Goat Farming(Research ramble & Cut & Paste from many different websites)

GOAT husbandry has been part of agriculture since almost the first use of domestic animals and presently, its popularity is increasing throughout the world.

Further, it is worthwhile to compare the milk of goats with that of cows and note benefits or limitations which may result from differences found. Goat’s milk derives many of its most distinctive properties from its lipid fraction.

However, the quality and quantity of feeds, genetics season, stage of lactation, etc. all influence the average percentage of goat milk fat.

In terms of cholesterol, goat’s milk appears to offer a specific distinction in comparison to cow’s milk, which typically contains about 14 to 17 mg cholesterol per 100 g milk, while goat’s milk is more usually recorded at 11 to 25 mg per 100 gram of milk.

Research carried out at the Department of Physiology of the University of Granada (USA) has revealed that goat milk has more beneficial properties to health than cow milk. Among these properties, it helps to prevent ferropenic anaemia (iron deficiency) and bone demineralisation (softening of the bones).

It is also reported to be more suitable for HIV positive people and others suffering lactose intolerance.

New world record price for mohair

The second sale of the 2010 mohair summer selling season was highlighted by the extremely good competition for adult mohair from all international and local buyers.

The highest ever average indicator for adults was registered at R83,37/kg at the auction. A bale of BSFFH of Mr David and Mr Richard Herold of Graaff-Reinet attained a new world record price of R98,50/kg for adults as offered on the auction by the mohair broker, Cape Mohair & Wool (CMW). It was bought by Samil, one of two local processors. Samil is a South African company and showing their commitment to the industry. They are involved with local industry development programs, and donate angora goats for training for BEE projects. They are also involved with a project where existing young South African angora goat farmers can benefit and become mohair farmers on the long term.

Prices for good quality Boer goat breeding stock in South Africa have shown significant growth this year as demand strains the ability of the local industry to supply quality registered animals.

Growing buying power from a growing market are contributing to the growth although many question the sustainability of this government-funded grant system driving the market. Importantly however, is the fact that interest in the South African Boergoat internationally is also very healthy. In recent weeks countries as diverse as Tanzania, Canada, Norway, Ireland and Nigeria have expressed interest in upgrading indigenous goats, importing genetic material or joint venture projects in combination with South African producers.

Dwindling numbers of farmers worldwide, pressure on productive farmland, rapidly rising food prices and other factors are causing farmers to investigate all opportunities to maintain profitability, improve production and raise prices. The Boer goat has a well established reputation as the yardstick against which all other meat-producing goats worldwide are measured and many producers are discovering the breed’s benefits.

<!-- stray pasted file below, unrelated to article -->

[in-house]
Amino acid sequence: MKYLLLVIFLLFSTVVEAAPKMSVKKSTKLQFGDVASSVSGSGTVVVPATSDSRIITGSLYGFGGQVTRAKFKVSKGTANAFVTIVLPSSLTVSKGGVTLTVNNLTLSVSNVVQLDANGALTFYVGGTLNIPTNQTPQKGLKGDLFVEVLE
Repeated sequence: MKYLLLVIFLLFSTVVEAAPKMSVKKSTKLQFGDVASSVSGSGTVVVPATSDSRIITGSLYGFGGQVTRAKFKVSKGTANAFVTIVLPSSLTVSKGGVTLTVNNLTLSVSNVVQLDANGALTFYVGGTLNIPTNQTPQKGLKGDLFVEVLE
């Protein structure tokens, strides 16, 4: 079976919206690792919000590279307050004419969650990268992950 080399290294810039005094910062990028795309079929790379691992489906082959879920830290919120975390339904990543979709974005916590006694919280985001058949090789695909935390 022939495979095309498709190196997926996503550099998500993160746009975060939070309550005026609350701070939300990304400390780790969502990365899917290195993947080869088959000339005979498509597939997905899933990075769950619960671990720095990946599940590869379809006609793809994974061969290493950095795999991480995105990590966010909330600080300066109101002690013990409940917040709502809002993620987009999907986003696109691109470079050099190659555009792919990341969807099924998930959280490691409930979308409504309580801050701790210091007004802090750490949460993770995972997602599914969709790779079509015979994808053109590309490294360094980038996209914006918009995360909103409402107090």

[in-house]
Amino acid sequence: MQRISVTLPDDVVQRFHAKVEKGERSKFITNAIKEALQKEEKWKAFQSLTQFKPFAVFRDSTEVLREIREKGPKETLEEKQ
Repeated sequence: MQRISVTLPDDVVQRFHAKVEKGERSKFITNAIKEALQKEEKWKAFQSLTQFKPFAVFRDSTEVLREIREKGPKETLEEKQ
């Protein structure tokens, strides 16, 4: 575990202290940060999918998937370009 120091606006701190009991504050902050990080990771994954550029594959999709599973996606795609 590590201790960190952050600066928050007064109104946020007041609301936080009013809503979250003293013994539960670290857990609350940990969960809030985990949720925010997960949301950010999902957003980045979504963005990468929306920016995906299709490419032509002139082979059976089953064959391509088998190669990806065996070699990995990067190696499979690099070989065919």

The challenge for South African producers is to educate the market about the benefits of quality, registered animals with performance statistics as opposed to sub-standard animals, often being offered at what appear to be bargain prices on slaughter auctions.

A new South African record for a stud ewe was obtained on the combined auction of the Soetdorings and Nico Botha studs. The Nico Botha ewe was sold for the excellent price of R44000 (US$6400). The average price for rams was R11632 (US$1690) and ewes averaged R13970 (US$2030).

On-farm prices for quality flock ewes on the open market currently range between R1800 to roughly R2500 (US$260 – US$365) while flock rams can be bought for between R3500 and R6000 (US$508 – US$870).

Market your lambs and kapaters between the age of six months and two years in order to obtain the best prices for quality animals. At marketing time animals should weigh at least 30kg. The slaughter market generally requires an animal weighing between 30kg and 45kg on the hoof.

Remember that a well groomed and fed animal is more pleasing to the eye and it is likely that as a seller you would obtain a better price for your goats.

Develop your breeding calendar to take advantage of increases in the price of slaughter animals due to seasonal fluctuations such as religious festivals, holiday periods and seasons of the year. Certain times of the year see increases in the price of animals due to a shortage of slaughter animals. This is generally a good time to market your animals.

Try to negotiate a contract with a buyer so that you can be assured of a market for your sale animals at a price and at a time that suits both parties. Feeding slaughter animals for a period past their prime selling time eats into profits as there is usually no premium per kg for heavier animals.